Bob Buhl was born August 12, 1928, in Saginaw and

attended Saginaw High School where he played football,

basketball, and baseball.  He was to graduate in June of

1946 but lacked credits to earn a diploma.  He finally

received his diploma in June of 1947 since Saginaw did

not stage mid-year commencement exercises.  It was on

the baseball diamond where Buhl excelled because of his

strong right arm.  The 6-2, 180 pounder signed his first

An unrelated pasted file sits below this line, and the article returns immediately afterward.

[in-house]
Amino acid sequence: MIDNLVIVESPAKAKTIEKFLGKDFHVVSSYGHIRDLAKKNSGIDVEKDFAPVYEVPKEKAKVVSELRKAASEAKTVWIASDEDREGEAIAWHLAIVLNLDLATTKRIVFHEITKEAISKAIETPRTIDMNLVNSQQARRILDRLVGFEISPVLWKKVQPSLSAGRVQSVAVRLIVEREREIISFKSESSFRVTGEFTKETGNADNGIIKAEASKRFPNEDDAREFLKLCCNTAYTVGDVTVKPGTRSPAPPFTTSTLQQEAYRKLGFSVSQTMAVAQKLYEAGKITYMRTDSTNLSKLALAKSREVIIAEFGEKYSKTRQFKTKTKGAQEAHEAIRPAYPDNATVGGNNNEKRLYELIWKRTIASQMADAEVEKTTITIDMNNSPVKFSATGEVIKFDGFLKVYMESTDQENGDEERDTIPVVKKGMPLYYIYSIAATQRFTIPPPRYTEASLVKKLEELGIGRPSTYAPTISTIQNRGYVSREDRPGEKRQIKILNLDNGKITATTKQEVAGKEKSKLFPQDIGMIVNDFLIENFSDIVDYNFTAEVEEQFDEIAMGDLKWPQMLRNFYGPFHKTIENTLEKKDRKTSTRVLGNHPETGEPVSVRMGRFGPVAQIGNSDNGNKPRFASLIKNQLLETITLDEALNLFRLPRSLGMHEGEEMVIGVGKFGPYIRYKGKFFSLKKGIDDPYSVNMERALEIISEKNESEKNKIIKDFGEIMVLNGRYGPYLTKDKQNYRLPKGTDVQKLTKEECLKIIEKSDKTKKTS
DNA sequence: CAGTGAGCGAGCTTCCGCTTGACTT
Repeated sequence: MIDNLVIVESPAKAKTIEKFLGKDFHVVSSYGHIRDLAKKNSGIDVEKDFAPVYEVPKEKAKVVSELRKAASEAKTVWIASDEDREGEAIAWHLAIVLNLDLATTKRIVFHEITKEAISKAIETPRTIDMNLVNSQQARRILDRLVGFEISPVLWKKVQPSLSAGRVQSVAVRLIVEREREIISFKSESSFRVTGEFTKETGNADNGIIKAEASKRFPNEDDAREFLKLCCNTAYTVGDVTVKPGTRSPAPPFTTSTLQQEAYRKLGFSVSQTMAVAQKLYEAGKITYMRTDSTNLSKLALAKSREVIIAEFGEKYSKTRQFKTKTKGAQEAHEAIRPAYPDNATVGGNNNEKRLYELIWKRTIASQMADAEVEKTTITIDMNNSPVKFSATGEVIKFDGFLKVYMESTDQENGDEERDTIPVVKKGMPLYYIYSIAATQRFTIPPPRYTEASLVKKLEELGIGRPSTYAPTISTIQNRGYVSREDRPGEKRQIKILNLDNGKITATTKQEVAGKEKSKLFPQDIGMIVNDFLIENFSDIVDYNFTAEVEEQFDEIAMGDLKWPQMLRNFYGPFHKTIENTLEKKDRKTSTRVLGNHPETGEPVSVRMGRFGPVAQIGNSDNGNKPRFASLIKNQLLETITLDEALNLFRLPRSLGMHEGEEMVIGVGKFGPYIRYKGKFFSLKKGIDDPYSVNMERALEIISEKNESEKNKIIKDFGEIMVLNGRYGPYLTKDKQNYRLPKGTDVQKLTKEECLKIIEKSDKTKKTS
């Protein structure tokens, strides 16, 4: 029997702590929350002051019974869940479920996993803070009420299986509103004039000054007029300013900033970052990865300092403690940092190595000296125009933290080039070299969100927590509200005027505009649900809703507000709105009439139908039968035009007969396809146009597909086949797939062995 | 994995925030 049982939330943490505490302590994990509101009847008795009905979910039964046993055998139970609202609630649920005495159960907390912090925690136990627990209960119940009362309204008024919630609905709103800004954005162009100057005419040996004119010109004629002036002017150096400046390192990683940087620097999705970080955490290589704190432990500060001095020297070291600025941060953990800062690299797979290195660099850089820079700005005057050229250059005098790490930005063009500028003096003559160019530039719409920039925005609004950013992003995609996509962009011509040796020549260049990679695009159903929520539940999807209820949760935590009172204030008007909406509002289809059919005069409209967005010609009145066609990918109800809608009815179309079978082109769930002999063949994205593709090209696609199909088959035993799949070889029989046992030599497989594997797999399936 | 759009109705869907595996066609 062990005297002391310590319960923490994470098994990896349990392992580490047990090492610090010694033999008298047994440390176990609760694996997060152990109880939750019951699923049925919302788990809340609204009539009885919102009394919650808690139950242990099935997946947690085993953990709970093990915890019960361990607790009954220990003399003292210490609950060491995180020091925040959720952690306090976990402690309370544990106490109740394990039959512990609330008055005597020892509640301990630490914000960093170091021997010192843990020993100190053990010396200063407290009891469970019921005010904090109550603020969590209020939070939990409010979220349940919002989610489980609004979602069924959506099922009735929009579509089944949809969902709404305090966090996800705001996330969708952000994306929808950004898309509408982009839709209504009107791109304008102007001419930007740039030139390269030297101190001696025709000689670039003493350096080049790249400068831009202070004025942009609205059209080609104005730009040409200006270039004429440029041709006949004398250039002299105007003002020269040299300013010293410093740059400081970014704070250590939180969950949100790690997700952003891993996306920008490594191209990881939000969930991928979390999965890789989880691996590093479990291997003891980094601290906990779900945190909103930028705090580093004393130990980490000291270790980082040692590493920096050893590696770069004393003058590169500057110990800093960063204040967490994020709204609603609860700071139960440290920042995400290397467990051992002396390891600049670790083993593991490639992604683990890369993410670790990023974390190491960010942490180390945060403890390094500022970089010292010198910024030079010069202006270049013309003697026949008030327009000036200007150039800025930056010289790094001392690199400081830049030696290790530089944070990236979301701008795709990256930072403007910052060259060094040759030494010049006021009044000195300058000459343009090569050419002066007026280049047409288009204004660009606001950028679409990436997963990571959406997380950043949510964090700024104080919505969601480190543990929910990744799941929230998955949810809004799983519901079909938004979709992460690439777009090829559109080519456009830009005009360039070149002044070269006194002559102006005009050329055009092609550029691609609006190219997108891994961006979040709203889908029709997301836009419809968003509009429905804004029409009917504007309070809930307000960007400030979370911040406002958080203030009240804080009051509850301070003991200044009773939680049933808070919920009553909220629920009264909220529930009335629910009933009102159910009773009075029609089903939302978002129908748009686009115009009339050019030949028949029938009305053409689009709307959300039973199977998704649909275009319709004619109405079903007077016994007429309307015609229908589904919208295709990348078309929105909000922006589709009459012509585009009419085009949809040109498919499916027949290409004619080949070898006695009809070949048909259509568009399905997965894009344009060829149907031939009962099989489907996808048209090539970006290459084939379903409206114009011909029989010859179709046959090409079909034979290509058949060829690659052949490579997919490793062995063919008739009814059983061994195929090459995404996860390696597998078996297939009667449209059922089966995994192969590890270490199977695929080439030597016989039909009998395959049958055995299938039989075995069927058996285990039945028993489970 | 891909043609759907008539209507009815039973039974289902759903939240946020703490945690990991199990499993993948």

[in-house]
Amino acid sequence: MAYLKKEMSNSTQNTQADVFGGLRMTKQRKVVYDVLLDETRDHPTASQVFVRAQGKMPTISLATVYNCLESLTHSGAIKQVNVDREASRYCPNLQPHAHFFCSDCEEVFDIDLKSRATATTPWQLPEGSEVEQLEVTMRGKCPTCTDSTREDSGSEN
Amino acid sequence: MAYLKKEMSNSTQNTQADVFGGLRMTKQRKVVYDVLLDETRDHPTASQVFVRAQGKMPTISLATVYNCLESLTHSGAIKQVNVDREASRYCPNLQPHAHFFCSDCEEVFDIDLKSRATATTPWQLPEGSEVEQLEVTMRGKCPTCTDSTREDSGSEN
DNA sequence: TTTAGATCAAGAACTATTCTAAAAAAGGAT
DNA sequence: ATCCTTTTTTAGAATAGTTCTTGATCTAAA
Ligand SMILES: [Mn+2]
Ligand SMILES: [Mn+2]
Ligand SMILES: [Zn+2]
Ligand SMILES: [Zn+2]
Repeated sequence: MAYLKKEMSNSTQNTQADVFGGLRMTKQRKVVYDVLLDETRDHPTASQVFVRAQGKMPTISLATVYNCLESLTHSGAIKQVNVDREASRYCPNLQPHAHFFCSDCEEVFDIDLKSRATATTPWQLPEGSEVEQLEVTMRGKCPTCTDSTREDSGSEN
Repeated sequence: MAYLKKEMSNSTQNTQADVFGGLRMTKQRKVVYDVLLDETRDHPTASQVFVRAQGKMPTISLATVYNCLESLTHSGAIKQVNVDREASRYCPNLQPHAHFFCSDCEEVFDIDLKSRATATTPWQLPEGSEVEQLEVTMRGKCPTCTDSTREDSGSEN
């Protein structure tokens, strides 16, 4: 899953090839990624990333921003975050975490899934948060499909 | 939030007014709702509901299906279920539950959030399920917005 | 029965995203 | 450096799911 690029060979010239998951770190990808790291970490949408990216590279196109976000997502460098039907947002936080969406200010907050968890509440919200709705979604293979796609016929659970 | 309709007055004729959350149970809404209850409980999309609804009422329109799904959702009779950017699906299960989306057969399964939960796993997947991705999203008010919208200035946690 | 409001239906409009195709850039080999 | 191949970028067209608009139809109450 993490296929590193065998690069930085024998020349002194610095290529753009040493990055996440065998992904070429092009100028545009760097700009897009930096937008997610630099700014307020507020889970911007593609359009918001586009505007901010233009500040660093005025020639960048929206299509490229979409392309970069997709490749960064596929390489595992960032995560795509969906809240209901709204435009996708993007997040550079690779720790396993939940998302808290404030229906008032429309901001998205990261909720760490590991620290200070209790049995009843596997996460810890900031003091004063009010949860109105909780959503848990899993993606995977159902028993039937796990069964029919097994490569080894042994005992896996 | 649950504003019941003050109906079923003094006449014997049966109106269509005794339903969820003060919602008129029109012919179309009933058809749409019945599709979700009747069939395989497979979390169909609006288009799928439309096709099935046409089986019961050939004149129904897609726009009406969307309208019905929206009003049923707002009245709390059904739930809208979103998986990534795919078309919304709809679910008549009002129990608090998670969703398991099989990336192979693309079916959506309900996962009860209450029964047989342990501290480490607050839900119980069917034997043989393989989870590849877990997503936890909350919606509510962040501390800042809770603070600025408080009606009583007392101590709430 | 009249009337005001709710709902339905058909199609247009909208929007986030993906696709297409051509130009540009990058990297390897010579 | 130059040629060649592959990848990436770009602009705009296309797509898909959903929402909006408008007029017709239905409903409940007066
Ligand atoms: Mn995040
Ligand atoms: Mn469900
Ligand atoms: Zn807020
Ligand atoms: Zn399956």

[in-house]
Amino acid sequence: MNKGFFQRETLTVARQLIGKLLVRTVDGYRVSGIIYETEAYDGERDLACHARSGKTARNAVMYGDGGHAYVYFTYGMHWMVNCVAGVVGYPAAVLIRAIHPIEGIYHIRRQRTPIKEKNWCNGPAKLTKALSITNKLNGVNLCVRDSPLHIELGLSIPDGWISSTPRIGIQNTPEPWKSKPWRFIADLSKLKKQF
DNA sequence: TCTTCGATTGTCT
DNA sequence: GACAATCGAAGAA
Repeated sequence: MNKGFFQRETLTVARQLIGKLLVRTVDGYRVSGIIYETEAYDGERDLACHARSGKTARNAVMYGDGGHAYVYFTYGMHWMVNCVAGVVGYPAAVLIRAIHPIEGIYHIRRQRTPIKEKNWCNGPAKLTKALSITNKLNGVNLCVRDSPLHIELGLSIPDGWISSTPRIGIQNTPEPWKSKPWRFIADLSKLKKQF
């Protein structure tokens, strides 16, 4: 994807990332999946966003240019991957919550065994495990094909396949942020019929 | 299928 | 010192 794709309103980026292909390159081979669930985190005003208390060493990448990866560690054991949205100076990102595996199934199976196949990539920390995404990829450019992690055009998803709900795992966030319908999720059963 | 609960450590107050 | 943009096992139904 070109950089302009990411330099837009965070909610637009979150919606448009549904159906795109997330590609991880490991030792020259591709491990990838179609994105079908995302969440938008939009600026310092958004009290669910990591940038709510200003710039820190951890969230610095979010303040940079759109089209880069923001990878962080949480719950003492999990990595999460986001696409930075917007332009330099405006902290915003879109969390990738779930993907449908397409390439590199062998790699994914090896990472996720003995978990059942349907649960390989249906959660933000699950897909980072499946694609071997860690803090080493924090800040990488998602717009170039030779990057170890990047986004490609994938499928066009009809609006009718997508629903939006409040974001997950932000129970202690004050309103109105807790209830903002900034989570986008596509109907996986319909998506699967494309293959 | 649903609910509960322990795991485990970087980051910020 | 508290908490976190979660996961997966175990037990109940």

professional contract with the Chicago White Sox in August of 1946.  In his first season (1947), he won 19 games and lost 10 for Madisonville, Kentucky, in the Class D Kitty League.  On February 27, 1948, he was declared a free agent by then-Commissioner A.B. “Happy” Chandler who ruled that the White Sox had signed Buhl illegally before completing his high school education.  One day after being declared a free agent Buhl signed with the Milwaukee Brewers, a Triple-A farm club of the Boston Braves.  The Brewers optioned Buhl to the Saginaw Bears of the Class A Central League.  The 19-year-old became the workhorse of the Bears’ staff with an 11-12 record.  He then shifted to Harford, Connecticut, in the stronger Class A Eastern League.  The following year he was 8-8 but was still promoted too Dallas of the Double-A Texas League.  He was just 5-10 with Dallas but his ERA was among the league’s best.  The Braves ordered him to report to their spring camp but he was drafted into military service.  Buhl played for the Fort Campbell, Kentucky, baseball team for two years while serving in the 457th Airborne Field Artillery battalion as a paratrooper.  His army team won the state title ad he was voted MVP.  When he was discharged he reported to the Braves spring training camp.  A strong spring earned him a trip north.  His first major league start was May 12, 1952, when he allowed the New York Giants only two hits in a 6-1 victory.  He has a sparkling 13-6 record during his rookie campaign and a fine 2.96 earned-run-average, third best in the league.  Buhl has a strong career with the Milwaukee Braves as he formed a big threesome with Warren Spahn and Lew Burdette.  He helped pitch the Braves to the 1957 World Series championship, and Buhl also pitched in the 1960 All-star game.  In 1961, the eight-year veteran had the finest won-loss percentage of any active pitcher in the National League as he earned 100 major league wins against 61 losses for a .621 winning percentage.  He finished his career by hurling for both the Chicago Cubs and the Philadelphia Phillies.  Buhl’s major league career spanned 15 seasons and he attained a won-loss record of 166-132, including back-to-back 18-win seasons in 1956-57.  He was also known for his non-hitting ability as he once went to bat 87 times without a hit.  At the time his major league batting average was .086 based upon 615 times at bat.  He moved to the Mio area and then retired to Florida.  Buhl died February 16, 2001, at the age of 72 in Titusville, Florida.